“This buttock-clenchingly embarrassing movie from director Valérie Donzelli,” begins the Guardian‘s Peter Bradshaw, “is a pre-Revolutionary period drama from the quality end of the sugary French market—theatrically tricked out with one or two annoying and clumsy Brechtian touches of stylized self-aware modernity. It is based on the true story of forbidden love between two aristocratic siblings, Marguerite and Julien de Ravalet, executed in 1603 for adultery and incest, and the movie endows them with a grisly Abelard-and-Heloise-style pomposity and shrill self-importance, absolutely without eroticism or romance. They are played by Anaïs Demoustier and Jérémie Elkhaïm… Raoul Fernandez plays Lefebvre, the dull fellow to whom poor, pouting Marguerite’s family try marrying her off and—incredibly—Geraldine Chaplin plays his mum, with a peevish scowl and odd, almost Pierrette-style makeup.”
Donzelli and Elkaïm have adapted the screenplay from “an unused François Truffaut script,” notes the Telegraph‘s Robbie Collin, “and she uses the same kind of playful techniques deployed by Truffaut in films like Jules & Jim—irising in and out on images… or staging scenes as freeze-frame-like tableaux that suddenly spring to life. Yet nothing beneath Marguerite & Julien’s fussy surface suggests any kind of understanding of why Truffaut’s films were and remain so exhilarating and surging with life. Instead, Donzelli’s film plays out with plodding straightforwardness, one scene following on from the next with almost no time for reflection, or the building of erotic tension, or a sense of scandal, or anything else.”
“It’s a medieval story, but with ’50s cars and radios,” notes Barbara Scharres at RogerEbert.com. “I was stunned by the stylistic aberration of a montage of still photos with voiceover from a Shangi-Las number at a crucial juncture near the end, but I stayed to see how bad it could get. The answer: pretty bad.”
“This is the filmmaker’s first film in the Cannes competition, though she did get a taste of the Croisette when her hit Declaration of War opened the Critics’ Week in 2011,” notes Boyd van Hoeij in the Hollywood Reporter. “However, her latest… has a snowball’s chance in hell of being as rapturously received across the board.”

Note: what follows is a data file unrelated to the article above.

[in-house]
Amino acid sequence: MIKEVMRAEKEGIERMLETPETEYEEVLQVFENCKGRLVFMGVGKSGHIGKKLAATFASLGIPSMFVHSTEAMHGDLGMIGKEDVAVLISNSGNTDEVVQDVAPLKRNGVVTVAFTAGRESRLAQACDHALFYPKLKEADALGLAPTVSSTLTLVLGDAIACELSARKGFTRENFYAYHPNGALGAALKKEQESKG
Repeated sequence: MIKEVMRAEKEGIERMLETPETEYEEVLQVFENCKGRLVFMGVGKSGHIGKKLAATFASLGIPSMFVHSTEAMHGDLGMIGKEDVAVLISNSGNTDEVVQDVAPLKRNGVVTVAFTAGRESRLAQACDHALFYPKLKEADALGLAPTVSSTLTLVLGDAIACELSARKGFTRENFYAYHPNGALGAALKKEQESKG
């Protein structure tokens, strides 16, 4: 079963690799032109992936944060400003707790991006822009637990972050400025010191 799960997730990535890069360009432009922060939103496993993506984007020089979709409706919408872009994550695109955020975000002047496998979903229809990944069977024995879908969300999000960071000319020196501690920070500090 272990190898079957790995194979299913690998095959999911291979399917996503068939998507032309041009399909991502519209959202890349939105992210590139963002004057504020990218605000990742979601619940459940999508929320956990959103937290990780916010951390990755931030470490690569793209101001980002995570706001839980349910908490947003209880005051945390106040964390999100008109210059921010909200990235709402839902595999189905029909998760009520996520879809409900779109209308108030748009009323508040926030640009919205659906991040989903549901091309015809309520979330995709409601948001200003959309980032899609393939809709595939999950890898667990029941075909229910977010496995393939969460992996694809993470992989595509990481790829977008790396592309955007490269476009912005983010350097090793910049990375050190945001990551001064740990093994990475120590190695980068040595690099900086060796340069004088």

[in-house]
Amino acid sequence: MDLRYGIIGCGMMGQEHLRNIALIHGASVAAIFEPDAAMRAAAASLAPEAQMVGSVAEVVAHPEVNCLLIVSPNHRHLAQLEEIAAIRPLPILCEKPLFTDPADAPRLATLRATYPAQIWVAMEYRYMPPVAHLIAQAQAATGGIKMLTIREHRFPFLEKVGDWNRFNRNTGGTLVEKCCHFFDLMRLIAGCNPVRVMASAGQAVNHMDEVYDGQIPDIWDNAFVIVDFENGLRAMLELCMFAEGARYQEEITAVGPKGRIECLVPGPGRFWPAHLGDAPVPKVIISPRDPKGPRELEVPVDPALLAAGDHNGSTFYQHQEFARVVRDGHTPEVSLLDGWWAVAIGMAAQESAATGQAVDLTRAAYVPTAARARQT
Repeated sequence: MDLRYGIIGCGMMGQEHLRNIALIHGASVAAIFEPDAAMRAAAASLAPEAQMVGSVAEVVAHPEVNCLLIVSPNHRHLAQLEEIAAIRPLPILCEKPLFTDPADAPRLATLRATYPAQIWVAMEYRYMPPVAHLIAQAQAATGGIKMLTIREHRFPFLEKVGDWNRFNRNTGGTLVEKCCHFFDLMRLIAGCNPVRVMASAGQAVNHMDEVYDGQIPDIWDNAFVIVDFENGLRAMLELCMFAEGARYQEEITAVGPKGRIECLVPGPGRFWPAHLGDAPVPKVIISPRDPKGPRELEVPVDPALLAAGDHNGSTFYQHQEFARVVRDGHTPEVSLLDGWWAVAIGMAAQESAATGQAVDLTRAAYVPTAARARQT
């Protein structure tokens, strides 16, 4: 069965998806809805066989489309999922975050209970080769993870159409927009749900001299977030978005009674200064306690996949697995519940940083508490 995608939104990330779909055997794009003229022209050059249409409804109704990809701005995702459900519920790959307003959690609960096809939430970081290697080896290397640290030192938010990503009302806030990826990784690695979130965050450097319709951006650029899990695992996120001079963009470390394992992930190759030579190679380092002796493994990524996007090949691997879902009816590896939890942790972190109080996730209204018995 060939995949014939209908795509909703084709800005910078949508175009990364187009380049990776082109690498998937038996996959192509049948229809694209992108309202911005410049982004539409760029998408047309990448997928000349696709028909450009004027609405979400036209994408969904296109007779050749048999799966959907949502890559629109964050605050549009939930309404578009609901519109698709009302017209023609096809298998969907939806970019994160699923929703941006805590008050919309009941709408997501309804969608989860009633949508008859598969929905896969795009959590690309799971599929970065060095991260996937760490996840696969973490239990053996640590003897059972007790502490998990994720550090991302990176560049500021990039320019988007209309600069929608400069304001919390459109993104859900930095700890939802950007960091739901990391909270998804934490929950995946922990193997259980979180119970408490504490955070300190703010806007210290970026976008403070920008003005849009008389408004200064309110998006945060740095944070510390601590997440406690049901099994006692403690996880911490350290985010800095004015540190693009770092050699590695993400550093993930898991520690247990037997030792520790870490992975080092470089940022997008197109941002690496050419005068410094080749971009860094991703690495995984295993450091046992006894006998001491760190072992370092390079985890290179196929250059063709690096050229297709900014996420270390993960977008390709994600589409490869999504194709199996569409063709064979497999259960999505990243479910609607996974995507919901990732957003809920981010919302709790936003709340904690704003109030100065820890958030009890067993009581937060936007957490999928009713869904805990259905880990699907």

It’s “painfully silly,” agrees Jay Weissberg in Variety, but Screen‘s Lee Marshall allows that it “sometimes lives up to its own immense self-belief.”
Updates, 5/20: For Ignatiy Vishnevetsky at the AV Club, this “may be the most goddamn confounding thing I’ve seen so far at Cannes—and that’s saying a lot, considering that the Main Competition already includes such bona fide oddities as The Lobster, Sea of Trees and Tale of Tales. Valérie Donzelli’s fable has the camera style of a mid-’70s Italian film (zooms, diffusion filters, etc.), the production value of a film school thesis project, and the plotting of an early Guy Maddin movie.” It’s “an extended flight of fancy that continually reveals itself as a failure of imagination, at once highly stylized and effectively style-less. It is, in other words, perversely watchable.”
“Anaïs Demoustier (Bird People) gives an impassioned performance as the older Marguerite, acting circles around costar Jérémie Elkaïm,” grants Mike D’Angelo at the Dissolve, “but there’s only much she can do.” More from Donald Clarke (Irish Times) and Fabien Lemercier (Cineuropa).
Update, 5/22: “Anaïs Demoustier and Jérémie Elkaïm are perfectly cast,” argues Sophie Monks Kaufman at Little White Lies. “Their physical daintiness flies in the face of the supposed squalor of their actions and their well-matched beauty tempts the camera as they tempt each other. Formally unambitious as Marguerite et Julien may be, the romance is so heartfelt and the comeuppance so stirring that it prompts a first-time ever question for this writer: ‘Is incest really that bad?’ Anyone?”
Update, 5/23: Marco Grosoli in Film Comment‘s first Cannes roundtable: “The approach is completely anti-Truffaut—which could be a good thing if there is some awareness in it, but there is none. Truffaut would have clearly stretched the childhood of the characters, up until their mature love story when they’re adults. Here, the exact opposite takes place: when the two main characters are children, they’re already adult and provided with sexual tensions that read very clearly in the film, which goes in a direction that’s completely different from the one that was intended in the script. And all of the other mistakes that she makes—and there are a lot—I think come from this original fault in the way she conceives the film.”
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